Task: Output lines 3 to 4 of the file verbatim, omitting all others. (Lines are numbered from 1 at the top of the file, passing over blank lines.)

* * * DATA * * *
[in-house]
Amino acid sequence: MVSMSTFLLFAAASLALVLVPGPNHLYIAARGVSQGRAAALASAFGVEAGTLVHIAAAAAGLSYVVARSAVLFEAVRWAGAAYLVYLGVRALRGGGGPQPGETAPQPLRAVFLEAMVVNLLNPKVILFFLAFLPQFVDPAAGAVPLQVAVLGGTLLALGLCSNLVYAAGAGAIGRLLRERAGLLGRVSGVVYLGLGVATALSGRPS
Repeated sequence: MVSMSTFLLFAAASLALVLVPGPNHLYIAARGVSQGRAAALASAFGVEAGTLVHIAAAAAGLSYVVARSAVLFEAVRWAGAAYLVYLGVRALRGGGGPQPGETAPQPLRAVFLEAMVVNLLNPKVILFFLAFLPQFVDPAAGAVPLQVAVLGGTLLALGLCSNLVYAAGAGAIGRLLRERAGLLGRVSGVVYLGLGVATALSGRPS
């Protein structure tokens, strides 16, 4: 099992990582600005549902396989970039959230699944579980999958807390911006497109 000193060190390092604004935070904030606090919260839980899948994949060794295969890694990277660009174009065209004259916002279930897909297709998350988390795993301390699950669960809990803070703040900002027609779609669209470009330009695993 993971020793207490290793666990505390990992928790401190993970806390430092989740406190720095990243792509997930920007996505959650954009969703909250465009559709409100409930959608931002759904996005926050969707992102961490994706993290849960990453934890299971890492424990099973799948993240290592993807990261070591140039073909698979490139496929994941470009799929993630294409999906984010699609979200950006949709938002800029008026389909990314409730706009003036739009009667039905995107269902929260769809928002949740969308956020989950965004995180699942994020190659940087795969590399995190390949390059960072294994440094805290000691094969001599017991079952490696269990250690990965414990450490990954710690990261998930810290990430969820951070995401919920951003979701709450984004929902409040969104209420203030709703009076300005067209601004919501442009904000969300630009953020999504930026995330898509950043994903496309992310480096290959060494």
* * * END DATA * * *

Repeated sequence: MVSMSTFLLFAAASLALVLVPGPNHLYIAARGVSQGRAAALASAFGVEAGTLVHIAAAAAGLSYVVARSAVLFEAVRWAGAAYLVYLGVRALRGGGGPQPGETAPQPLRAVFLEAMVVNLLNPKVILFFLAFLPQFVDPAAGAVPLQVAVLGGTLLALGLCSNLVYAAGAGAIGRLLRERAGLLGRVSGVVYLGLGVATALSGRPS
């Protein structure tokens, strides 16, 4: 099992990582600005549902396989970039959230699944579980999958807390911006497109 000193060190390092604004935070904030606090919260839980899948994949060794295969890694990277660009174009065209004259916002279930897909297709998350988390795993301390699950669960809990803070703040900002027609779609669209470009330009695993 993971020793207490290793666990505390990992928790401190993970806390430092989740406190720095990243792509997930920007996505959650954009969703909250465009559709409100409930959608931002759904996005926050969707992102961490994706993290849960990453934890299971890492424990099973799948993240290592993807990261070591140039073909698979490139496929994941470009799929993630294409999906984010699609979200950006949709938002800029008026389909990314409730706009003036739009009667039905995107269902929260769809928002949740969308956020989950965004995180699942994020190659940087795969590399995190390949390059960072294994440094805290000691094969001599017991079952490696269990250690990965414990450490990954710690990261998930810290990430969820951070995401919920951003979701709450984004929902409040969104209420203030709703009076300005067209601004919501442009904000969300630009953020999504930026995330898509950043994903496309992310480096290959060494």